Cased Image Project at the Chicago History Museum
"The Case of the Fading Photographs"
Taken from the "Past Times" Newsletter of the Chicago Historical Society
In a quiet storage area at the Chicago Historical Society (CHS), a bit of history was in danger of being lost forever. many of the CHS's collection of rare, early photographs, known as "cased images" because of their elaborate cases, were deteriorating due to age, use, and the inevitable breakdown of original materials.
Cased images, typically portraits, were produced from 1839 - the year photography was invented - to around 1879. Photographers used now - obsolete processes to create a variety of photographic images: daguerreotypes in the earliest years, then ambrotypes, and finally tintypes. These images were displayed behind glass in small, hinged cases, which protected the photographs, made them portable, and imitated the look of the more expensive painted miniature portrait.
The nearly one thousand cased images owned by CHS record the early history of Chicago and the United States. The collection is nationally renowned for its portraits of prominent figures such as Daniel Webster, Lucretia Mott, and Sam Houston. Equally important, the collection includes portraits of a diverse array of Chicagoans, from founding families of the city to unidentified Civil War soldiers in uniform.
In 1996, the Chicago Historical Society began a multifacited project to preserve these valuable artifacts and to make them more accessible to researchers. Funds for the project were donated by the Chicago photographic Collectors Society (CPCS), a nonprofit organization dedicated to the preservation and care of antique photographs and photographic equipment. "Last year was our twenty-fifth anniversary and we wanted to mark it by funding something that would benefit the public," says Kirk Kekatos of the CPCS. "I contacted (CHS's former curator of prints and photographs,) Larry Viskochil, and he suggested this project."
Many of the cased images are in danger because the nineteenth century glass covering or supporting each photograph is deteriorating, often obscuring the image as well as releasing damaging substances onto its surface. To prepare the images to be photographed, CHS conservator Carol Turchan and her assistant, Bozena Pszczulna Sxmanski, painstakingly disassembled each case and cleaned the old glass.
Next, photographers took digital pictures of the cased images, which they stored on photo CD's. By the end of this year, these digital photographs will be added to a database so that researchers visiting CHS can view each cased image on a computer screen. This method of viewing the images will dramatically reduce unnecessary handling of the original objects, further helping to preserve them.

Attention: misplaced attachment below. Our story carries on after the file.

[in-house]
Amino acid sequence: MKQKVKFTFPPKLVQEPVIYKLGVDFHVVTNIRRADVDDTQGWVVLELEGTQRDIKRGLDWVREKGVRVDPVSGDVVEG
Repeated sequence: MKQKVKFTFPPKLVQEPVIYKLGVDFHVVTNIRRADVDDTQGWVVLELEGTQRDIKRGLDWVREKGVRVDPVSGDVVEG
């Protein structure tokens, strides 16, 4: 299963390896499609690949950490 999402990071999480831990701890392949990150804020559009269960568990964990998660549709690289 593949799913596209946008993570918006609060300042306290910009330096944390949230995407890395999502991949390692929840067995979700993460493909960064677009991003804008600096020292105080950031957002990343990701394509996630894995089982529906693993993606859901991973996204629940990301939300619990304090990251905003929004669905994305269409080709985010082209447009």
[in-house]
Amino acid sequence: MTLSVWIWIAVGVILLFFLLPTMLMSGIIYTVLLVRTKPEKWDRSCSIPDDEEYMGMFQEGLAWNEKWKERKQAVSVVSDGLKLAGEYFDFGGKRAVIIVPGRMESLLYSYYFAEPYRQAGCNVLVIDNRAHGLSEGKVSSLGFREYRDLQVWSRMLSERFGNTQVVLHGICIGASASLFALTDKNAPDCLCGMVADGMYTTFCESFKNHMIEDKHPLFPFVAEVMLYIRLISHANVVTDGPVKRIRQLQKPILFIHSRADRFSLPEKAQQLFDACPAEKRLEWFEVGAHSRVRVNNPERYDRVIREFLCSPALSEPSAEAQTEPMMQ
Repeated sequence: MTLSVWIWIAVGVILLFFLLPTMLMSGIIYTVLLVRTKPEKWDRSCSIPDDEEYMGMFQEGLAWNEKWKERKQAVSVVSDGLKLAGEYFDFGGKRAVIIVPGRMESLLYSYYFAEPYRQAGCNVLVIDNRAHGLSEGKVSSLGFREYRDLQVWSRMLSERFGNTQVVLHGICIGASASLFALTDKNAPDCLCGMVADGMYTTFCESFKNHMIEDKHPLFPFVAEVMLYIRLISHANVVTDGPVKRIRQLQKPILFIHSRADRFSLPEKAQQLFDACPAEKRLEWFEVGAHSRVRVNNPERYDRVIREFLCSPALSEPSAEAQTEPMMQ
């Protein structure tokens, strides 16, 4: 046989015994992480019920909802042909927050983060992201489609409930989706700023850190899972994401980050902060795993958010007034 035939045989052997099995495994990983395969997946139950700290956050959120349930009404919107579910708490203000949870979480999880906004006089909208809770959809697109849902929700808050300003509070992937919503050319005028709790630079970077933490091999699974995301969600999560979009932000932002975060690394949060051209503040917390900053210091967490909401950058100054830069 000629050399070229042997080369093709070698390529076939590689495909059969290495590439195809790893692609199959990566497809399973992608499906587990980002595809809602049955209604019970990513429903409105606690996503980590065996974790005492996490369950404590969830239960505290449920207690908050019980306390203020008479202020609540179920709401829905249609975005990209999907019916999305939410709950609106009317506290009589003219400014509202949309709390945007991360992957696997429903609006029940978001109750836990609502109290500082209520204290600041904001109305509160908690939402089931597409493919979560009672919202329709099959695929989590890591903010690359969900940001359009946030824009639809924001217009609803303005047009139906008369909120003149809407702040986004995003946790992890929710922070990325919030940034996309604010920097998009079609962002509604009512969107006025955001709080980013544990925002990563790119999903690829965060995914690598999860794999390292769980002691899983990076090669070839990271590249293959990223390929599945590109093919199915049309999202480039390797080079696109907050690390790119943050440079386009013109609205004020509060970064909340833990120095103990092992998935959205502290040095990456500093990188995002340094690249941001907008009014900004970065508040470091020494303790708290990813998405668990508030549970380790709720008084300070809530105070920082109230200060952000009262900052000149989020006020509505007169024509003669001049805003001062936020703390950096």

The current phase of the project involves extensive conservation of the most endangered items. Conservators are replacing original glass with modern glass and are using a method called electrocleaning to remove silver tarnish, residues caused by previous cleaning methods, and deposits left by deteriorating glass.
CPCS members visit CHS's paper conservation lab to review
progress of the cased image project, 1996.
Photograph by Martin J. Schmidt
The Chicago Historical Society is grateful to the Chicago Photographic Collectors Society for their many years of support and their generous underwriting of this project, which will ensure a richer visual history for future generations.
Reproduced with permission of the Chicago Historical Society
Chicago Photographic Collectors Society Members visit the Chicago Historical Society's Paper and Photograph Conservation Laboratory for an update on the cased photograph preservation and access project.
Carol Turchan, CHS Conservator discussing procedures used to preserve different types of cased photographs.CPCS Members examining cased photographs in various stages of treatment.
CPCS Board ember Kirk Kekatos examines deteriorating Ambrotype under the microscope. CPCS Membership Secretary Anne Kekatos views work in progress.
Ambrotype portrait that shows an unusual form of deterioration.
Ambrotype view of a residence showing effects of glass deterioration. Ambrotypes must me copied to preserve images before collodion emulsions are severely damaged by the glass.
A wet plate glass negative becomes a positive Ambrotype image when a black backing is provided. The backing may be varnish, paper, cloth or black pigment on a metal plate.
Deteriorated cover glasses removed from Daguerreotypes, and a backing plate removed from behind an Ambrotype which shows an unidentified white residue.
Detail of the black painted metal plate with white residue from the deteriorating Ambrotype.
Two identical Daguerreotypes (although the process yields only one photograph per sitting). The top image has been electro-cleaned, and the bottom image is still severely tarnished, or oxidized.
Pre-fire (1871) Ambrotype view of Phillips Chair Factory (G1985.041). This plate is still in good condition, awaiting duplication.
Ambrotype of Julia Holnus by Mathew Brady. The image is visible in its case from both sides. the case has been repaired to support the additional weight of two brass mats, preservers and cover glasses.
Tintype "gem" class pictures, each about 1" in height.